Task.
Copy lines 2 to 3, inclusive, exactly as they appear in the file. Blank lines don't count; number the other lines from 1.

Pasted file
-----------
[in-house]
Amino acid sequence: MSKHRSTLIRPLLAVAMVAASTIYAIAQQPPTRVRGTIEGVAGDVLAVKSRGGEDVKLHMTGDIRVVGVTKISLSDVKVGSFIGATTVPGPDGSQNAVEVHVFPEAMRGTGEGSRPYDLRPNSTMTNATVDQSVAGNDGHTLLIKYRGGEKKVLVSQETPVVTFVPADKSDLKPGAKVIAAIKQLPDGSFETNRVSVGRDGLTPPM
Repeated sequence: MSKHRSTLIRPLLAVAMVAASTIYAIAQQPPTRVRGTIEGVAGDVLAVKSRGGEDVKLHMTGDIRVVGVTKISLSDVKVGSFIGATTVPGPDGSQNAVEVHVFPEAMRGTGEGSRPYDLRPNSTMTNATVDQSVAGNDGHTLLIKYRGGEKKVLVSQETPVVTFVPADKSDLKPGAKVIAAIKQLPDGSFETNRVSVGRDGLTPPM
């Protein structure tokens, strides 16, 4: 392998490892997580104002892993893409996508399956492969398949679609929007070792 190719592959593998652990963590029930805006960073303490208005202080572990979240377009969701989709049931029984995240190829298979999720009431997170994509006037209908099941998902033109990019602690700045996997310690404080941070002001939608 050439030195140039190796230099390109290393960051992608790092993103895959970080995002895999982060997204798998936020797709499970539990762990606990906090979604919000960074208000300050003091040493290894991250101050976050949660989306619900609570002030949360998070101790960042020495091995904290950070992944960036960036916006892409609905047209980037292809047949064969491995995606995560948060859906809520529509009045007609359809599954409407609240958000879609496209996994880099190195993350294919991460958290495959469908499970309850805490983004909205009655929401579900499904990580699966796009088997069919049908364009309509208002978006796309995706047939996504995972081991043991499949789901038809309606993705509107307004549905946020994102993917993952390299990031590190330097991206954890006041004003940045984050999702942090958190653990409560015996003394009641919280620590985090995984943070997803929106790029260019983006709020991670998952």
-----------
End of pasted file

Amino acid sequence: MSKHRSTLIRPLLAVAMVAASTIYAIAQQPPTRVRGTIEGVAGDVLAVKSRGGEDVKLHMTGDIRVVGVTKISLSDVKVGSFIGATTVPGPDGSQNAVEVHVFPEAMRGTGEGSRPYDLRPNSTMTNATVDQSVAGNDGHTLLIKYRGGEKKVLVSQETPVVTFVPADKSDLKPGAKVIAAIKQLPDGSFETNRVSVGRDGLTPPM
Repeated sequence: MSKHRSTLIRPLLAVAMVAASTIYAIAQQPPTRVRGTIEGVAGDVLAVKSRGGEDVKLHMTGDIRVVGVTKISLSDVKVGSFIGATTVPGPDGSQNAVEVHVFPEAMRGTGEGSRPYDLRPNSTMTNATVDQSVAGNDGHTLLIKYRGGEKKVLVSQETPVVTFVPADKSDLKPGAKVIAAIKQLPDGSFETNRVSVGRDGLTPPM